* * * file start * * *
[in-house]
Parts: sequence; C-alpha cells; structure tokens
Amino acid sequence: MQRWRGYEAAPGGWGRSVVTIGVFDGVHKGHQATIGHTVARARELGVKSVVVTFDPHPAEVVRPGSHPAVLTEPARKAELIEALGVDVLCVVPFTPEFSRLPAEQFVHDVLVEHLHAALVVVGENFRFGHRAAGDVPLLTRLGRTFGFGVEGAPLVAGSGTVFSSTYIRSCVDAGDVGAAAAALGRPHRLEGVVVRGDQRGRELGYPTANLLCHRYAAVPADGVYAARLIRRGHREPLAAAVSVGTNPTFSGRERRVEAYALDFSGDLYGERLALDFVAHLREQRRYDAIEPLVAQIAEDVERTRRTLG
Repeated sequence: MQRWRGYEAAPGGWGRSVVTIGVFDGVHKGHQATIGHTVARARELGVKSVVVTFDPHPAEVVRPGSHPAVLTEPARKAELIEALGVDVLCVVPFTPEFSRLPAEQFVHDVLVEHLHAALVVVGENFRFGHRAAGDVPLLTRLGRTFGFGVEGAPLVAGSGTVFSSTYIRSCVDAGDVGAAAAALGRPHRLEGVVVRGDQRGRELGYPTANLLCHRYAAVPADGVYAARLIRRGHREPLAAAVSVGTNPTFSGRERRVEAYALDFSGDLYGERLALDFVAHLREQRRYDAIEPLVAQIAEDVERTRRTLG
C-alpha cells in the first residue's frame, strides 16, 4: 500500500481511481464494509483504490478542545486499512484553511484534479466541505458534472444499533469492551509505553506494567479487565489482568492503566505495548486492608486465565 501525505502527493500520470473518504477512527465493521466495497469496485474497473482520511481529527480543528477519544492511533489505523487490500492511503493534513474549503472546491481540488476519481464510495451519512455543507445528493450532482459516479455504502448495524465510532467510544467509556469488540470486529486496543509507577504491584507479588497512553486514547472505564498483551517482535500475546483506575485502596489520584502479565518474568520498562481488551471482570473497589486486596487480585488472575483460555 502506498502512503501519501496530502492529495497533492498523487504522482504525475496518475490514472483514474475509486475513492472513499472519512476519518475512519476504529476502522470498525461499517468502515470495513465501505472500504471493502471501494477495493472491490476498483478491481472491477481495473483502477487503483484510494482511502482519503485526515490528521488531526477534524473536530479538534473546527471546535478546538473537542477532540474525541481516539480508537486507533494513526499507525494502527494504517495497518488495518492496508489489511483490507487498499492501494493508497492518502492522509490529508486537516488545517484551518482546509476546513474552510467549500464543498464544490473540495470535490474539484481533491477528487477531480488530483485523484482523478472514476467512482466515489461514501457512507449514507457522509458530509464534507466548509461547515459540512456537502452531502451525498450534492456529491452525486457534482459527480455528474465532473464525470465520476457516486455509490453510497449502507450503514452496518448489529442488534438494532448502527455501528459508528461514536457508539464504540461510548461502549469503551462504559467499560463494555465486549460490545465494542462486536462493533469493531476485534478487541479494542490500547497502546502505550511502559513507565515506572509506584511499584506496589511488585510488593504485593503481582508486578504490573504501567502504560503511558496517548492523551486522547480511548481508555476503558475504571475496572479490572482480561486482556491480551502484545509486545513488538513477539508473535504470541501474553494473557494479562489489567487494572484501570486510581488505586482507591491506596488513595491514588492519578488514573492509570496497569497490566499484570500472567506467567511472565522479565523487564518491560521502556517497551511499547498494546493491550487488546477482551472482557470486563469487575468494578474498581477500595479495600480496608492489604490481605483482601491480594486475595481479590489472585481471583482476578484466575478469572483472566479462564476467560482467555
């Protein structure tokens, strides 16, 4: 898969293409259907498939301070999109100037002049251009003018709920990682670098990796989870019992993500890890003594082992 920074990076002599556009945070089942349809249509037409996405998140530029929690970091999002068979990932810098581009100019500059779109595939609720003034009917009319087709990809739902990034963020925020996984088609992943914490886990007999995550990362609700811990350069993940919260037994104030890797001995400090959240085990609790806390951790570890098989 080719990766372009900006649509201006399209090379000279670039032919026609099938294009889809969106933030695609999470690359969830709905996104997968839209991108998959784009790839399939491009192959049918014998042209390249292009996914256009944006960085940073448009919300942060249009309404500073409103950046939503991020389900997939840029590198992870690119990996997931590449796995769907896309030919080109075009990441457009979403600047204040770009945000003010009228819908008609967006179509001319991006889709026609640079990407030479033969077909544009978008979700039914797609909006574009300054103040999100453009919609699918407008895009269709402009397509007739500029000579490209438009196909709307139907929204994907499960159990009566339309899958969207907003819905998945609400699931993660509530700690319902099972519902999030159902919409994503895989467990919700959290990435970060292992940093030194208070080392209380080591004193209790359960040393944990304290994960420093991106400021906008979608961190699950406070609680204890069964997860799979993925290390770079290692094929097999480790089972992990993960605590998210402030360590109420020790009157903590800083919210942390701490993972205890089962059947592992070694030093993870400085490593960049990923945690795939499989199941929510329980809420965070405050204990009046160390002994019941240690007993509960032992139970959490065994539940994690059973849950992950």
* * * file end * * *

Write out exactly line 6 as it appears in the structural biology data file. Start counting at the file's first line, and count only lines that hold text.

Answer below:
């Protein structure tokens, strides 16, 4: 898969293409259907498939301070999109100037002049251009003018709920990682670098990796989870019992993500890890003594082992 920074990076002599556009945070089942349809249509037409996405998140530029929690970091999002068979990932810098581009100019500059779109595939609720003034009917009319087709990809739902990034963020925020996984088609992943914490886990007999995550990362609700811990350069993940919260037994104030890797001995400090959240085990609790806390951790570890098989 080719990766372009900006649509201006399209090379000279670039032919026609099938294009889809969106933030695609999470690359969830709905996104997968839209991108998959784009790839399939491009192959049918014998042209390249292009996914256009944006960085940073448009919300942060249009309404500073409103950046939503991020389900997939840029590198992870690119990996997931590449796995769907896309030919080109075009990441457009979403600047204040770009945000003010009228819908008609967006179509001319991006889709026609640079990407030479033969077909544009978008979700039914797609909006574009300054103040999100453009919609699918407008895009269709402009397509007739500029000579490209438009196909709307139907929204994907499960159990009566339309899958969207907003819905998945609400699931993660509530700690319902099972519902999030159902919409994503895989467990919700959290990435970060292992940093030194208070080392209380080591004193209790359960040393944990304290994960420093991106400021906008979608961190699950406070609680204890069964997860799979993925290390770079290692094929097999480790089972992990993960605590998210402030360590109420020790009157903590800083919210942390701490993972205890089962059947592992070694030093993870400085490593960049990923945690795939499989199941929510329980809420965070405050204990009046160390002994019941240690007993509960032992139970959490065994539940994690059973849950992950």